“We’re very excited about it,” Chief Justice Mary Jane Theis said in an interview. “It tells the story about the Illinois court system from 1818 to today.”
Displays offer insight into role of judicial branch
Strange people occupy fantastic places in a new exhibition of art by Remedios Varo at the Art Institute of Chicago. The 20th century surrealist painter’s work is well known in Mexico but rarely seen in the U.S.
Throughout his career as an artist, Mexican-born Jesús Torres turned his hand to multiple mediums — but before he moved to Chicago in 1924, his hands were employed as a road construction worker.
Chicago-based artist Edra Soto created a series of work about Puerto Rico and her migration to her adopted hometown. Architectural motifs mirror patterns seen on houses in Puerto Rico. A hand-fabricated domino table reflects a popular pastime on the island. And there are photographs embedded in the work.
A touring exhibit is aimed at helping children understand the tragedy and legacy of Emmett Till’s life. Through photographs and artifacts, the exhibit shows how young Till’s lynching and his mother’s subsequent actions fueled the civil rights movement.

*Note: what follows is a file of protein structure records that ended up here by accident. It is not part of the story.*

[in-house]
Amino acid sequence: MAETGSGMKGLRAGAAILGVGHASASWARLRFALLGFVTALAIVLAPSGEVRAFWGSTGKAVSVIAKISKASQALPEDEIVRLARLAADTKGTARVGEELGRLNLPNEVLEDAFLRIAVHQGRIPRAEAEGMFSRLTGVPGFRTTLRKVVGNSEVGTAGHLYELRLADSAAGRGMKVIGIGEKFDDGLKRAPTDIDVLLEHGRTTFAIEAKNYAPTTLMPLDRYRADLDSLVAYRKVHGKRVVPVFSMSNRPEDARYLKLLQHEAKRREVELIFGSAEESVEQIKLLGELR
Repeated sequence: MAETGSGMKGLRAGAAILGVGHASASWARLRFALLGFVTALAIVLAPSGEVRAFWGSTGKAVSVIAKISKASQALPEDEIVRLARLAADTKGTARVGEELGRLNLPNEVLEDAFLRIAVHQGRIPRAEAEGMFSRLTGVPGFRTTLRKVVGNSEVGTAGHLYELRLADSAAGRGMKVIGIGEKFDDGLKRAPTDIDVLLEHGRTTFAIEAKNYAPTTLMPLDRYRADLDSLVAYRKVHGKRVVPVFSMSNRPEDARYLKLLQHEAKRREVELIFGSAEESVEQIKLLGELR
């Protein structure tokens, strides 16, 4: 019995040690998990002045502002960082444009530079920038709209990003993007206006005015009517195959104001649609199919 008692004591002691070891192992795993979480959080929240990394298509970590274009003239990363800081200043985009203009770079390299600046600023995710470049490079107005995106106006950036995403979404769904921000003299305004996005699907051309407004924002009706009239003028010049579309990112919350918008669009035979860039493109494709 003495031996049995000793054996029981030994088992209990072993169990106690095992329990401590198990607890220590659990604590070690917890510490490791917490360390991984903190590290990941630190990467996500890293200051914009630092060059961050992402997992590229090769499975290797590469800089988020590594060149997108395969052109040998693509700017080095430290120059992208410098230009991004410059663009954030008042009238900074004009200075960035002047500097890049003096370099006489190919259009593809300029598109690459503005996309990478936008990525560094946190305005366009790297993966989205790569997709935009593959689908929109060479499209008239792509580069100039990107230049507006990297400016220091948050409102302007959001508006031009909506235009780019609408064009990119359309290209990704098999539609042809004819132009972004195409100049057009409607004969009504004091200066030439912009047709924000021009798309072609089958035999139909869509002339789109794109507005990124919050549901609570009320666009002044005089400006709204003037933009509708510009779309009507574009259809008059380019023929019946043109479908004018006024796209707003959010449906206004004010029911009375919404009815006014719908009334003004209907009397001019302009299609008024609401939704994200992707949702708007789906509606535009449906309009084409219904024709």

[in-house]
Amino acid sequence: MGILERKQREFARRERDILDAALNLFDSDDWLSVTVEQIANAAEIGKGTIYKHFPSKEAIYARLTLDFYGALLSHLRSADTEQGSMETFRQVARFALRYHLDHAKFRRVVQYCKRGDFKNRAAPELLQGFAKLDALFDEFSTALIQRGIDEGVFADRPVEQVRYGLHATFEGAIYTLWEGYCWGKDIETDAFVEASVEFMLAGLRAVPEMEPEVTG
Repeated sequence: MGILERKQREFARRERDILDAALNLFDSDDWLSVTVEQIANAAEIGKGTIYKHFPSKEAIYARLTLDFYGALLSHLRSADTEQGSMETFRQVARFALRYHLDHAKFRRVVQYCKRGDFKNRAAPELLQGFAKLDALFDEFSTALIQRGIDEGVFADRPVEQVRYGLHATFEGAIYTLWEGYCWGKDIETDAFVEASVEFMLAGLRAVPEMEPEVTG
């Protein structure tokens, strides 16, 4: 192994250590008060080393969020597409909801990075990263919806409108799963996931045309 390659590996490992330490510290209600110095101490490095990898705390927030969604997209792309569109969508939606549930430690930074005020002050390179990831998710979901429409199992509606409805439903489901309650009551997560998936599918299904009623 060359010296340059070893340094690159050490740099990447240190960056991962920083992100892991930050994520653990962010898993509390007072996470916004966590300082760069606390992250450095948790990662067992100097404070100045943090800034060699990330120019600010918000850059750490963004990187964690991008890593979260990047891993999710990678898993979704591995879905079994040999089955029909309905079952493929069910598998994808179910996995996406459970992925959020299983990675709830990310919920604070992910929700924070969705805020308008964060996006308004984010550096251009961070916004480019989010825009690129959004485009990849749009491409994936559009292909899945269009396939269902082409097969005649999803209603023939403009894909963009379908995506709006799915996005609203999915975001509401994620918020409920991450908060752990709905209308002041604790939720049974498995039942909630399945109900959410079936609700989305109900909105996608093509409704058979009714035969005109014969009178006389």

Artist Alex Ross is a hero to fans of comic book art and graphic novels. For 30 years from his home near Chicago, Ross has been the go-to artist for revitalizing beloved characters — from Spider-Man and Superman to Iron Man and the Fantastic Four.
The test kitchen, originally constructed in the early 1970s and housed at the former Johnson Publishing Company Building in the South Loop, was used by Ebony magazine editors to test recipes the magazine would feature in its publication.
The star attraction is Vincent Van Gogh, and he has a stellar supporting cast — including the painters George Seurat, Paul Signac, Emile Bernard and Charles Angrand. The exhibit features landscapes from the suburbs of Paris in the 19th century.
From Stevie Wonder and high-fashion models to everyday people, photographer Kwame Brathwaite documented Black culture across the globe. “He’s essentially synonymous with the Black is Beautiful movement,” said Grace Deveney of the Art Institute of Chicago.
A group of Chicago artists is creating a unifying voice in a new collective geared toward strength in numbers. The New Vanguard Coalition is committed to uplifting Chicago creatives.
Intuit, the Center for Intuitive and Outsider Art, has been on Milwaukee Avenue near Chicago and Ogden avenues since 1999. The museum showcases artwork by self-taught and often marginalized artists who didn’t follow a traditional path to art-making.
The museum has been in the making for some 15 years and will be the only cultural institution devoted to telling the story of public housing in the United States, according to museum organizers.
To coincide with the reopening of Chicago, a number of museums will stay open late on Friday for an after-hours experience.
Need some ideas for what to do this weekend? Chicago Tonight knows what is going on!